A former Uber employee is suing the company for whistleblower retaliation, exposing a startling set of claims about data privacy practices within the San Francisco-based corporation. At 45, Ward Spangenberg is a seasoned infosec expert who reportedly discovered extremely lax policy in data protection, retention and security — and how near-universal internal access to detailed personal information is compromising all Uber riders.
First up in Spangenburg’s declaration is that “payroll information for all Uber employees was contained in an unsecured Google spreadsheet”.
He says that Uber collects “a myriad of data” about its customers, including names, emails, social security numbers, locations, device types, and “other data that the user may or may not know they were even providing to Uber by requesting a ride”. Furthermore,
Uber’s lack of security regarding its customer data was resulting in Uber employees being able to track high-profile politicians, celebrities and even personal acquaintances of Uber employees, including ex-boyfriends/girlfriends, and ex-spouses. I also reported that […] allowing all employees to access this information (as opposed to a small security team) was resulting in a violation of governmental regulations regarding data protection and consumer privacy rights.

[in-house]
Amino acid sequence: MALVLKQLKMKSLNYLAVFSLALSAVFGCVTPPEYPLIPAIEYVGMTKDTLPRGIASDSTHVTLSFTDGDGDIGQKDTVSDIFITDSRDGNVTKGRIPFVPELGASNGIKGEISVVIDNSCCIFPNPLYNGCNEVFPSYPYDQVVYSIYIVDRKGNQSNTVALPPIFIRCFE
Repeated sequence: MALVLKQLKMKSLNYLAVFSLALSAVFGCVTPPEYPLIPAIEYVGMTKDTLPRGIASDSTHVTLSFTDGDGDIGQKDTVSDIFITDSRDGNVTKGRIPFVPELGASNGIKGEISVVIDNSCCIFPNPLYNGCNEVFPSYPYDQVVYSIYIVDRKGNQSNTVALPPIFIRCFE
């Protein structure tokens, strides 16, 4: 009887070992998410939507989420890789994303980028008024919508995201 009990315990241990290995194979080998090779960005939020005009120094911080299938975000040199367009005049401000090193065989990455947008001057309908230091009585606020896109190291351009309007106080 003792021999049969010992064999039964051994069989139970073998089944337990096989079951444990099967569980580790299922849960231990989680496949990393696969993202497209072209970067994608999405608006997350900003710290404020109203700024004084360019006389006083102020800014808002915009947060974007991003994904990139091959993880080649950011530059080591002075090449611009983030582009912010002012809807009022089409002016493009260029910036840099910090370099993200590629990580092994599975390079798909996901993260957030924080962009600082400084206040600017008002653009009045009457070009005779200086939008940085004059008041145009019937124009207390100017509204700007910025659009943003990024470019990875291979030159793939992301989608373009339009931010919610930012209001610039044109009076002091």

Such a wealth of personal information, available to all “without regard to any particular employment or security clearance” would make a mockery of Uber’s Vulnerability Management Policy, which “specifically stated, in writing” that:
the policy could not be followed if Uber deemed there was a “legitimate business purpose” for not doing so, or if a Director level employee or above permitted such an exception.
Finally, Uber “routinely deleted files which were subject to litigation holds,” while its Incident Response Team
would be called when governmental agencies raided Uber’s offices due to concerns regarding noncompliance with governmental regulations. In those instances, Uber would lock down the office and immediately cut all connectivity so that law enforcement could not access Uber’s information. I would then be tasked with purchasing all new equipment for the office within the day, which I did when Uber’s Montreal office was raided.
Spangenburg was reportedly “also a point person when foreign government agencies raided company offices abroad,” remotely encrypting office computers from Uber’s San Francisco HQ.
“My job was to just make sure that any time a laptop was seized, the protocol locked the laptops up,” he said.